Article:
A Teachable Moment From Viacom’s “Coulton-gate”
A Teachable Moment From Viacom’s “Coulton-gate”
A Teachable Moment From Viacom’s “Coulton-gate”

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    Video bloggers VLOG Brothers posted this entry about SpikeTV, a subsidiary of Viacom, violating musician Jonathan Coulton‘s Creative Commons License for one of his songs (I’ve included the video blog below). Briefly, Coulton has released a video of his song Flickr under a Creative Commons license allowing noncommercial use and requiring attribution. SpikeTV grabbed the video and played commercials before it and associated with while playing. Since this is exactly the sort of behavior SpikeTV’s owner Viacom has sued Youtube about, many have delighted at this apparent expression of Viacom hypocrisy and demanded that Viacom pay Coulton damages (either $37 based on commercial value of online advertising, or much higher based on how Viacom has argued the courts should assess damages against Youtube).

    In the parlance of today, I’d rather focus on this as a “teachable moment” than as an opportunity to shame Viacom (who, given the choice, would prefer to simply pay $37 and forget the whole thing). Here are a few key takeaways I would hope policy makers (and maybe even Viacom) would learn from this.


    Not all who violate copyright are “pirates.” One of the biggest problems in debating copyright policy is the idea pushed by copyright maximalists that you have law abiding citizens on one side and pirates on the other — because everyone should be able to tell when they are “stealing” something. But reality doesn’t work that way, particularly in a world of multiple and complex licensing terms and rapidly evolving business models. It is embarrassing for Viacom that SpikeTV messed up. But the important lesson here is how easy it was for one of the largest and most sophisticated content companies in the world to screw up.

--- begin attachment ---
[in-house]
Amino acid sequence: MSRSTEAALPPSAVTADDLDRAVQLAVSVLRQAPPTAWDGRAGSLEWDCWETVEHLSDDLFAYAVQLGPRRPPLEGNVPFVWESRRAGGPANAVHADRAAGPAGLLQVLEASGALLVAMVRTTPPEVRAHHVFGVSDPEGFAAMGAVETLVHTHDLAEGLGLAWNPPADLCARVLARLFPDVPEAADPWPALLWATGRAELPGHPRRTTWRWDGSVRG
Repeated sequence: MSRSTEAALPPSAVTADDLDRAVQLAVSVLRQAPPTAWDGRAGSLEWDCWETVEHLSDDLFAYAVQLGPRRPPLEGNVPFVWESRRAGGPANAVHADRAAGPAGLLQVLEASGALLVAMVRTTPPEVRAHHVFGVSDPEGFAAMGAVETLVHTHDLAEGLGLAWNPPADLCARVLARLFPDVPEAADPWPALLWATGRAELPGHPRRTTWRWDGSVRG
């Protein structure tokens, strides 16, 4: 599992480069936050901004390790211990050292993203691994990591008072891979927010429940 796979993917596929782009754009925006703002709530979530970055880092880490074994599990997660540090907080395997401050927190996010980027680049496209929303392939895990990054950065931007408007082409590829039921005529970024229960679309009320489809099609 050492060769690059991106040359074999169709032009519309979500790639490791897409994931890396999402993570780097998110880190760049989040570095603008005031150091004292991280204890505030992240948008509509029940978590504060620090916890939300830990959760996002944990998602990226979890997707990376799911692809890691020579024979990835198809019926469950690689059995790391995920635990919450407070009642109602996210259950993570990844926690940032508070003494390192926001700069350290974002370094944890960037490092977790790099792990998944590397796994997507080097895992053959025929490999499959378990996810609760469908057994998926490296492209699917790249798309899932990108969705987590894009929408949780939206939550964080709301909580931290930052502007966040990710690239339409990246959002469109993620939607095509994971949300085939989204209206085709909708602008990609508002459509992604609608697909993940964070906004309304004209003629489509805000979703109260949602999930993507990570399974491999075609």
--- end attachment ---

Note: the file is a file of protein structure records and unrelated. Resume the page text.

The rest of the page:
This isn’t an isolated case. Questions about who has rights to what and what permissions you have (and where to get them from) pop up all the time, and the effort to add additional layers of rights through such mechanisms as the proposed WIPO Broadcaster Treaty or the internet sections of the Anti-Counterfeiting Trade Agreement (ACTA) make it easier and easier to violate someone’s copyright. To take one recent example, consider the current fight between UCLA and Video Furnace over whether UCLA’s license includes the right to allow students to watch educational films via a secure system online. Is UCLA a “pirate” if it honestly believes its license permits this and acts accordingly? Are UCLA students “pirates” if they follow the University instructions and watch course videos online?

    Judges and policymakers with little experience in the online world routinely accept the assumption that it is easy to know when you are violating someone’s copyright and that this therefore justifies strict liability and draconian measures. Viacom’s argument in the Youtube case is based entirely on the idea that youtube “obviously” knew about copyright violations and therefore was delberately profiting from them. But if Viacom’s own subsidiary can screw up so easily, does it really make sense to hold unsophisticated users and innovators to such a strict standard?

    Strict liability and draconian responses are a real bad idea.  Any rational person would have a tough time going from SpikeTV’s screw up to saying that SpikeTV builds its business on piracy. But proposals for things such as Three Strikes (aka “Graduated Response”), which would require an ISP to shut off someone’s internet access based on three allegations of infringement are based on the mistaken assumption that we can tell at a glance with certainty that someone is a “pirate” and menace to society and thus needs to get their access to critical infrastructure turned off. Likewise, content companies have urged courts to find willful infringement or inducement from a handful of incidents or emails.

    Would it make any sense to conclude that Viacom, or just SpikeTV, are willful pirates? If we found another two cases where any Viacom subsidiary had violated (or arguably violated) someone else’s licensing agreement, would that justify cutting Viacom off from the internet or justify a claim that they built their business through inducing infringement? I would hope not.

    So why does it make any sense to embed such a ridiculous concept into law, to apply to everyone else? Sure, there are people and companies that are knowingly violating copyright. But there are a large number of people — much larger than the copyright industry lobby appears willing to admit — who are simply caught up trying to navigate an ever complicated sea of rights and who occasionally slip up or bet wrong on how to interpret these rights. The copyright industry has argued that some level of “collateral damage” ought to be acceptable. But when even a company like Viacom can slip up and become “collateral damage”, does it make sense to adopt a system with no tolerance for the complexities of the real world?

    Here is the original vlog about Viacom violating Coulton’s copyright.